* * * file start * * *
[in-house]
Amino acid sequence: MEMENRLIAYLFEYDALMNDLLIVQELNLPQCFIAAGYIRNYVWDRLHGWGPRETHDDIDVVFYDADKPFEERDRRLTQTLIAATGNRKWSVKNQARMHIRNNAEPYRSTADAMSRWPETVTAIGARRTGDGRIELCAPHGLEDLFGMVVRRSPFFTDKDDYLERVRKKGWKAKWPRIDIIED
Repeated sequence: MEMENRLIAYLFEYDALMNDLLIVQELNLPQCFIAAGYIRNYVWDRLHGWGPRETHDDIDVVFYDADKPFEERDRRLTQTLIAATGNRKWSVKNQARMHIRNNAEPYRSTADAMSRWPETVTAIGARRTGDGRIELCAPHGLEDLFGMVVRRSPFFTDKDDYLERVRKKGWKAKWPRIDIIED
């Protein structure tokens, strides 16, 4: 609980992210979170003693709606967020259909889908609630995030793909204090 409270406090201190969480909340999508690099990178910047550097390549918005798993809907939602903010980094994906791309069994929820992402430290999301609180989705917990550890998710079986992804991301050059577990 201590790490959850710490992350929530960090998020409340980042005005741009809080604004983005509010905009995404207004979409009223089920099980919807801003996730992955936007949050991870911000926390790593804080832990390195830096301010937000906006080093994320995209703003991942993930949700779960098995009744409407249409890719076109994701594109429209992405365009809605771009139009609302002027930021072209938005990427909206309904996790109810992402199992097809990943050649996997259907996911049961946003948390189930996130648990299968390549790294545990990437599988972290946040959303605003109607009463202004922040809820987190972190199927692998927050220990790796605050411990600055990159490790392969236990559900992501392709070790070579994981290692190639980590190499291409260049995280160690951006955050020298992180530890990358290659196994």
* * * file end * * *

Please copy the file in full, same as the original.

[in-house]
Amino acid sequence: MEMENRLIAYLFEYDALMNDLLIVQELNLPQCFIAAGYIRNYVWDRLHGWGPRETHDDIDVVFYDADKPFEERDRRLTQTLIAATGNRKWSVKNQARMHIRNNAEPYRSTADAMSRWPETVTAIGARRTGDGRIELCAPHGLEDLFGMVVRRSPFFTDKDDYLERVRKKGWKAKWPRIDIIED
Repeated sequence: MEMENRLIAYLFEYDALMNDLLIVQELNLPQCFIAAGYIRNYVWDRLHGWGPRETHDDIDVVFYDADKPFEERDRRLTQTLIAATGNRKWSVKNQARMHIRNNAEPYRSTADAMSRWPETVTAIGARRTGDGRIELCAPHGLEDLFGMVVRRSPFFTDKDDYLERVRKKGWKAKWPRIDIIED
């Protein structure tokens, strides 16, 4: 609980992210979170003693709606967020259909889908609630995030793909204090 409270406090201190969480909340999508690099990178910047550097390549918005798993809907939602903010980094994906791309069994929820992402430290999301609180989705917990550890998710079986992804991301050059577990 201590790490959850710490992350929530960090998020409340980042005005741009809080604004983005509010905009995404207004979409009223089920099980919807801003996730992955936007949050991870911000926390790593804080832990390195830096301010937000906006080093994320995209703003991942993930949700779960098995009744409407249409890719076109994701594109429209992405365009809605771009139009609302002027930021072209938005990427909206309904996790109810992402199992097809990943050649996997259907996911049961946003948390189930996130648990299968390549790294545990990437599988972290946040959303605003109607009463202004922040809820987190972190199927692998927050220990790796605050411990600055990159490790392969236990559900992501392709070790070579994981290692190639980590190499291409260049995280160690951006955050020298992180530890990358290659196994």